Self-Determination of Peoples as a Propaganda Instrument

The Germans set out to form a number of nation states, from Finland through the Balkans, Poland, and Ukraine right up to the Caucasus, out of what was left of the former Russian Empire. The thinking in Berlin was that these states could supply supporting troops that might yet help Germany win the war. And although the newly established nations were vassal states dependent on the German Empire, by creating them the Germans made a greater contribution to realizing their political independence than did the Allied Powers.

This is why Wilson’s proclamation of peoples’ right to self-determination initially served mainly to score a propaganda victory. The need to bring hitherto neutral states onside eventually also persuaded the Brits and the French not to oppose this point in Wilson’s program. At the same time, because of their relative military weakness, they were unable to prevent the demand for the right to self-determination also being raised within their own colonial empires.

To proclaim peoples’ right to self-determination was one thing but its actual realization was quite another. A case in point is South Tyrol, which for military and strategic reasons was annexed to Italy, although any referendum would have resulted in the region remaining a part of Austria. Another example was Austria’s post-war attempts to merge with Germany, rejected on the grounds that this would make Germany stronger than it had been before the war. A further illustration is provided by the dispute between Japan and China over areas of East Asia and, in particular, the fact that the victorious Allied Powers did nothing to overcome Kemal Atatürk’s opposition and secure independence for the Kurds, as agreed in the Treaty of Versailles. Most importantly, the ethnic fragmentation in Central and Southeast Europe led to a number of armed conflicts between the two World Wars, resulting in repeated expulsions of minority nations who were able to appeal to their right to self-determination. And last but not least, Adolf Hitler was able to use it as an argument for carving Sudetenland o from Czechoslovakia.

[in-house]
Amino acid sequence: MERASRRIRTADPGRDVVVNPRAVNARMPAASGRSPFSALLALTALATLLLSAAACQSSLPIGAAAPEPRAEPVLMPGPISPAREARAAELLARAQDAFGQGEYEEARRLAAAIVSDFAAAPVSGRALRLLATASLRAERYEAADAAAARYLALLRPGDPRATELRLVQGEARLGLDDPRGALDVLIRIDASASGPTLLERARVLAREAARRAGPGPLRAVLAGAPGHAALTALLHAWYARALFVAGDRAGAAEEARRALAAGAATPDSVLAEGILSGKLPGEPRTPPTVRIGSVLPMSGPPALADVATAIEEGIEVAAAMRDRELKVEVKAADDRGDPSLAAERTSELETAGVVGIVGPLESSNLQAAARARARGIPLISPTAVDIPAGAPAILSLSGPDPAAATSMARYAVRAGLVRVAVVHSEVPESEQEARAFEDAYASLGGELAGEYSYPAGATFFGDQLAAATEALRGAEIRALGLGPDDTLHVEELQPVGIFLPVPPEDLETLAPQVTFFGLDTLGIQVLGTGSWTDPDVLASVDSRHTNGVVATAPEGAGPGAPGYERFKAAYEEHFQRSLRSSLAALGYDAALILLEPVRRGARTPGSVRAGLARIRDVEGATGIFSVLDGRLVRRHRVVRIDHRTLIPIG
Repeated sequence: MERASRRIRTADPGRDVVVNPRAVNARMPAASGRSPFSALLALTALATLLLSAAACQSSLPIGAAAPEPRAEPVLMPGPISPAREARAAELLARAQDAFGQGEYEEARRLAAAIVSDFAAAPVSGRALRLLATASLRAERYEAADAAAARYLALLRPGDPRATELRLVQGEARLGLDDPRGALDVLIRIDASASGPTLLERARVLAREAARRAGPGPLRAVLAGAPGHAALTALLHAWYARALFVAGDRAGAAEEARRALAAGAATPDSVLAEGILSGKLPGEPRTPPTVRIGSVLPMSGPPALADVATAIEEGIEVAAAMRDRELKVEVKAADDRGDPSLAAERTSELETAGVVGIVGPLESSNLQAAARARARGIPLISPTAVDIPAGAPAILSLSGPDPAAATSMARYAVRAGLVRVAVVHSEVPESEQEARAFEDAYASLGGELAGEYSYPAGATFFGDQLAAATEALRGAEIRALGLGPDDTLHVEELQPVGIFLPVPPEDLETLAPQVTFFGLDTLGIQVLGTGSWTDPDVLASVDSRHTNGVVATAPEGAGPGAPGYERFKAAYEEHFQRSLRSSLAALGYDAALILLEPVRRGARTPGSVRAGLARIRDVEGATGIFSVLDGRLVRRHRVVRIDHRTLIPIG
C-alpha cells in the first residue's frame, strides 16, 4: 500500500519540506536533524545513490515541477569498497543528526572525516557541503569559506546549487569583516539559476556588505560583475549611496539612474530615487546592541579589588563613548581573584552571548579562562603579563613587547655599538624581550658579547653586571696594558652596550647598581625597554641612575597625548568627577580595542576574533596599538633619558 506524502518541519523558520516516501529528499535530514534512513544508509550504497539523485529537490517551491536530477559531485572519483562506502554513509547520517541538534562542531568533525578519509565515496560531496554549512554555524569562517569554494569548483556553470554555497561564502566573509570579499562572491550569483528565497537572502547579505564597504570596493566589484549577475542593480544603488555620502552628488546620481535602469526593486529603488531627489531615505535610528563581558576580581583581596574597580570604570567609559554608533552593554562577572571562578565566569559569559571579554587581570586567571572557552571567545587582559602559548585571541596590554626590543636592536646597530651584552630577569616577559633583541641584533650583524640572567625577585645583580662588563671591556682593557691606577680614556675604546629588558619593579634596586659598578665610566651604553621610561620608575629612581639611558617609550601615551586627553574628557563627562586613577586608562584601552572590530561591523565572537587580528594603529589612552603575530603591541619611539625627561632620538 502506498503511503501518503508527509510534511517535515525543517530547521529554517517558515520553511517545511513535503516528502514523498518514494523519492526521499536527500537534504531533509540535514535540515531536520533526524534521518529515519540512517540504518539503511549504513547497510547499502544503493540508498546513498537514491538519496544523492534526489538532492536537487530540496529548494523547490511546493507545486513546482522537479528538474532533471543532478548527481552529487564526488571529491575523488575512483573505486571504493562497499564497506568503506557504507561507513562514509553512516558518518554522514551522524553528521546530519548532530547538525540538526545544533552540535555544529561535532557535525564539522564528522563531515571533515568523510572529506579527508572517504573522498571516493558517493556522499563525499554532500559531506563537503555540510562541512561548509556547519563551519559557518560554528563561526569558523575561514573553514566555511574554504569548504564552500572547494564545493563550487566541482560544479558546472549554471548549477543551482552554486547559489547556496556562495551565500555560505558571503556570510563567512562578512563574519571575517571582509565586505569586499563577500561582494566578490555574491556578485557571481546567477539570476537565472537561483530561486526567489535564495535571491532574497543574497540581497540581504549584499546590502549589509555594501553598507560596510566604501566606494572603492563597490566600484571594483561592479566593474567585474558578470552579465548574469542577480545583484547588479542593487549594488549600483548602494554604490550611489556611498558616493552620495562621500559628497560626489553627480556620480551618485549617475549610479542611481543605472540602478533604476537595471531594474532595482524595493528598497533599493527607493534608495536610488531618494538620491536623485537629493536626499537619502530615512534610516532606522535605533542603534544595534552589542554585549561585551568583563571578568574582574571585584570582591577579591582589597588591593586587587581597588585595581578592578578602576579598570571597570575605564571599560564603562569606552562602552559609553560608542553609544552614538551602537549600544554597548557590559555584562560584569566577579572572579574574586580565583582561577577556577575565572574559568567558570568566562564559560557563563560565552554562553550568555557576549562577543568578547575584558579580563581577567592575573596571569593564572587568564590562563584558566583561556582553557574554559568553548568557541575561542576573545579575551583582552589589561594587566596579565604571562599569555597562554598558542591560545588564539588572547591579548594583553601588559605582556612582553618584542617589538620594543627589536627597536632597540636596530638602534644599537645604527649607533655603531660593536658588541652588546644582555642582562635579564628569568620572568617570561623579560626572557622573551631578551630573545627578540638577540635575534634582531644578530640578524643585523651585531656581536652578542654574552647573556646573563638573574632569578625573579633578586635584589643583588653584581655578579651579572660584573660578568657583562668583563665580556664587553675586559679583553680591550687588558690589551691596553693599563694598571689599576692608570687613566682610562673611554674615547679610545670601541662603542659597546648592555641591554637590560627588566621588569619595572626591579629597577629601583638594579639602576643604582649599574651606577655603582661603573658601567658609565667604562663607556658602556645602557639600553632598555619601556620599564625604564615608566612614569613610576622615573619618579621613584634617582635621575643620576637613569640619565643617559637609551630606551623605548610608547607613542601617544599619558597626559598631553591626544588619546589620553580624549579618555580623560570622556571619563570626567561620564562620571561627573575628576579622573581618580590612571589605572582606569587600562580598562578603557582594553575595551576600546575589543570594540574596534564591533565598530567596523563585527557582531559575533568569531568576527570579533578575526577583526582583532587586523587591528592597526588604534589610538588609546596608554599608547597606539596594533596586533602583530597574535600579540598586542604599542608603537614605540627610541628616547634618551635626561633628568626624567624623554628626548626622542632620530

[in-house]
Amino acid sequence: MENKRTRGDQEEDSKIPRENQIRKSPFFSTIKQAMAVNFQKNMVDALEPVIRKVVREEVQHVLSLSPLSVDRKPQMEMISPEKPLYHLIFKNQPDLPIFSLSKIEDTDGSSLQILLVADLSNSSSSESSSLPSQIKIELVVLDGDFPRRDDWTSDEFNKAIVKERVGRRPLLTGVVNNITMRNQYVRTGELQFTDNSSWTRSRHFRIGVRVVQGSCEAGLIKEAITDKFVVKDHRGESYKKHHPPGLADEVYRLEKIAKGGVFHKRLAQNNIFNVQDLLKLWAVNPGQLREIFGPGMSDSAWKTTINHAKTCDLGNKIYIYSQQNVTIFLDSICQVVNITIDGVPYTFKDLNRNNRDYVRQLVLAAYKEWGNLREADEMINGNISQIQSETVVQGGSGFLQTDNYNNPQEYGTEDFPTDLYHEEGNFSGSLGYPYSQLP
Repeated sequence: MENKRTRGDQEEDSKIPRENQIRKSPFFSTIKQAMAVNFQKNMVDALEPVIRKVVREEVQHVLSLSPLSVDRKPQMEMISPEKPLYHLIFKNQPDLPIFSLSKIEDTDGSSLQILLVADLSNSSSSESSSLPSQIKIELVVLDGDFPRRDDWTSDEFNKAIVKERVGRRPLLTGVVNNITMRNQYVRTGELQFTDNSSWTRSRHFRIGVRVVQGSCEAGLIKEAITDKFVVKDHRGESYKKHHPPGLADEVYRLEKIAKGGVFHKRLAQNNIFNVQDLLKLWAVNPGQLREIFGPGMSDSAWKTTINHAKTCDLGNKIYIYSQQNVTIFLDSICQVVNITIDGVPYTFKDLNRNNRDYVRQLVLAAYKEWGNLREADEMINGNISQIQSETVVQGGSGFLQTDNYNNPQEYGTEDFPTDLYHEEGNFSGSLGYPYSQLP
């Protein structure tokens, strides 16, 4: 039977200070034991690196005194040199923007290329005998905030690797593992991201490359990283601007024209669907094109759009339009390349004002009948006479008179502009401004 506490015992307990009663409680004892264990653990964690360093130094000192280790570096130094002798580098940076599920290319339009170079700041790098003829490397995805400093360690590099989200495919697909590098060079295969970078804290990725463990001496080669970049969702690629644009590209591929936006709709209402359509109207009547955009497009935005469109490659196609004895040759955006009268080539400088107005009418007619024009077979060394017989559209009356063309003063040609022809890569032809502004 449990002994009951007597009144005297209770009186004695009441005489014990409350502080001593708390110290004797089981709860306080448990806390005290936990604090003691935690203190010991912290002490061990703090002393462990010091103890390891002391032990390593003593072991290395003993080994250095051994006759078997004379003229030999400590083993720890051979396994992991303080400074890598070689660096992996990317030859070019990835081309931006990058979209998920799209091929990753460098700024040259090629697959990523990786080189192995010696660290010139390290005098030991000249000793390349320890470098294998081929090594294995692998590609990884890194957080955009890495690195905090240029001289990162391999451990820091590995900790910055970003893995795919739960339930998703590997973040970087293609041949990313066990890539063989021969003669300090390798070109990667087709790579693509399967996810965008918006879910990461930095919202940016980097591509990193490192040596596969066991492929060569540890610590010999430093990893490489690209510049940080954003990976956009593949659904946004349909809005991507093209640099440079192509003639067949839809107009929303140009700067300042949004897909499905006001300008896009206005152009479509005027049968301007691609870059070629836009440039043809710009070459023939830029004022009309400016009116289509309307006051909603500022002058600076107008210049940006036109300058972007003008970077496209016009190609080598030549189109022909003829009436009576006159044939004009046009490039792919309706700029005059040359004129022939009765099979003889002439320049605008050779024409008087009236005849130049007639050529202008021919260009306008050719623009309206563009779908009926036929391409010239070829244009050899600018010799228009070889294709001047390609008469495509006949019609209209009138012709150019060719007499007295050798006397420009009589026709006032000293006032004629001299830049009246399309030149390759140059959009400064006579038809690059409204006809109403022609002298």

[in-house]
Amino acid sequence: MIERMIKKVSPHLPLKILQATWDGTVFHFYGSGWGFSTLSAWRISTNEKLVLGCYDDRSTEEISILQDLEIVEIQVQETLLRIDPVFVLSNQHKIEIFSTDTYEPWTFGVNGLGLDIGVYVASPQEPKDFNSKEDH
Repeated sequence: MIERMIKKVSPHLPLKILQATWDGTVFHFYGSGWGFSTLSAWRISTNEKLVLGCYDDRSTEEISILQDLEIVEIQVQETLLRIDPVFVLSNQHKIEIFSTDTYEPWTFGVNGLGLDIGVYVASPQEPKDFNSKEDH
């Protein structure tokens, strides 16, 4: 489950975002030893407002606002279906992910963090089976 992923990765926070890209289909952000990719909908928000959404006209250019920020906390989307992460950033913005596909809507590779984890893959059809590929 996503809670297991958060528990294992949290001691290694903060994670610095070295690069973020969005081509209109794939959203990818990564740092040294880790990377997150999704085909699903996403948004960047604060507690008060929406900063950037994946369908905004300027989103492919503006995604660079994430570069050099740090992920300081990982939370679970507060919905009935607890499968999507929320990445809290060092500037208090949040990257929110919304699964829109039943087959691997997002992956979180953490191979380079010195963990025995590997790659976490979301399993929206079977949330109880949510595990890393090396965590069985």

The Germans set out to form a number of nation states, from Finland through the Balkans, Poland, and Ukraine right up to the Caucasus, out of what was left of the former Russian Empire.

Independence for Every Ethnic Group?

These negative examples are countered by the fact that the right to self-determination spelled the beginning of the end of European colonialism, from which European powers were no longer able to backtrack. Although this process did not begin until after World War II, the right proclaimed by Wilson could nevertheless be asserted by means of numerous cruel wars. However, the greatest problem that remains to this day is the fact that a number of these new states is made up of many different ethnic groups which could also, potentially, strive for independence.

Although on January 8, 1918, Wilson proclaimed that nations have a natural right to exist, he overlooked the fact that a nation’s de facto situation depended on the degree of its economic development and cultural context. He must have assumed that in a world that would become more and more interconnected thanks to the idea of the free market, the right of people to self-determination would play a key role only for a limited period.

In focusing on bringing about a peaceful world order he failed to take into account the disruptive potential of the right of peoples to self-determination. However, he released into the world an idea that has become a beacon for liberation like none before it.

Herfried Münkler

is a political scientist focusing on political theory and history of ideas. He is a full professor at the Institute for Social Sciences of Berlin’s Humboldt University. He is the author of a number of books and papers on, among other things, political thought in the era of Machiavelli, the Thirty Years’ War, and World War I. He was one of the experts who prepared the concept review for the future direction of German foreign policy (Review 2014—Außenpolitik weiter denken).